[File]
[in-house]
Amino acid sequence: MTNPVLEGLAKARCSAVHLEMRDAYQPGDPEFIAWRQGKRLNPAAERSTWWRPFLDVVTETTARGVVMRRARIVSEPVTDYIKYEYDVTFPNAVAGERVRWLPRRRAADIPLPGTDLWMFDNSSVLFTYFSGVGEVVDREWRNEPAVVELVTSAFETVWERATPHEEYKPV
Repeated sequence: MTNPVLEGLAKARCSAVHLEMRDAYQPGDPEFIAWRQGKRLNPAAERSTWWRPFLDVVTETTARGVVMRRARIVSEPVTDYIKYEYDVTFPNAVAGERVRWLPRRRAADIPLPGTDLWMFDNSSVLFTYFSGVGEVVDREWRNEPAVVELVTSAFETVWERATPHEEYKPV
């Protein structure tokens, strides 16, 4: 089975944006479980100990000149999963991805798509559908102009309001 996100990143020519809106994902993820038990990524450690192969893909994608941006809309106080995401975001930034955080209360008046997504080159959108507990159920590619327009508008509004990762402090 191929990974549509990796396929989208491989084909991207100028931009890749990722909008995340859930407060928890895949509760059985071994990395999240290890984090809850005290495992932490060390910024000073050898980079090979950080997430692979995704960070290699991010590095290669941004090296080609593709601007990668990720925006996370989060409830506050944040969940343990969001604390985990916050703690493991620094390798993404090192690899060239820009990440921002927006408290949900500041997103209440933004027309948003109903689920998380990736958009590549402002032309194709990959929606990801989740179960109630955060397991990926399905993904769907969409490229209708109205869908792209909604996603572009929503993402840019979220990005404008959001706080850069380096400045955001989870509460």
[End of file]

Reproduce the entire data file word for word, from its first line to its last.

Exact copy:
[in-house]
Amino acid sequence: MTNPVLEGLAKARCSAVHLEMRDAYQPGDPEFIAWRQGKRLNPAAERSTWWRPFLDVVTETTARGVVMRRARIVSEPVTDYIKYEYDVTFPNAVAGERVRWLPRRRAADIPLPGTDLWMFDNSSVLFTYFSGVGEVVDREWRNEPAVVELVTSAFETVWERATPHEEYKPV
Repeated sequence: MTNPVLEGLAKARCSAVHLEMRDAYQPGDPEFIAWRQGKRLNPAAERSTWWRPFLDVVTETTARGVVMRRARIVSEPVTDYIKYEYDVTFPNAVAGERVRWLPRRRAADIPLPGTDLWMFDNSSVLFTYFSGVGEVVDREWRNEPAVVELVTSAFETVWERATPHEEYKPV
């Protein structure tokens, strides 16, 4: 089975944006479980100990000149999963991805798509559908102009309001 996100990143020519809106994902993820038990990524450690192969893909994608941006809309106080995401975001930034955080209360008046997504080159959108507990159920590619327009508008509004990762402090 191929990974549509990796396929989208491989084909991207100028931009890749990722909008995340859930407060928890895949509760059985071994990395999240290890984090809850005290495992932490060390910024000073050898980079090979950080997430692979995704960070290699991010590095290669941004090296080609593709601007990668990720925006996370989060409830506050944040969940343990969001604390985990916050703690493991620094390798993404090192690899060239820009990440921002927006408290949900500041997103209440933004027309948003109903689920998380990736958009590549402002032309194709990959929606990801989740179960109630955060397991990926399905993904769907969409490229209708109205869908792209909604996603572009929503993402840019979220990005404008959001706080850069380096400045955001989870509460």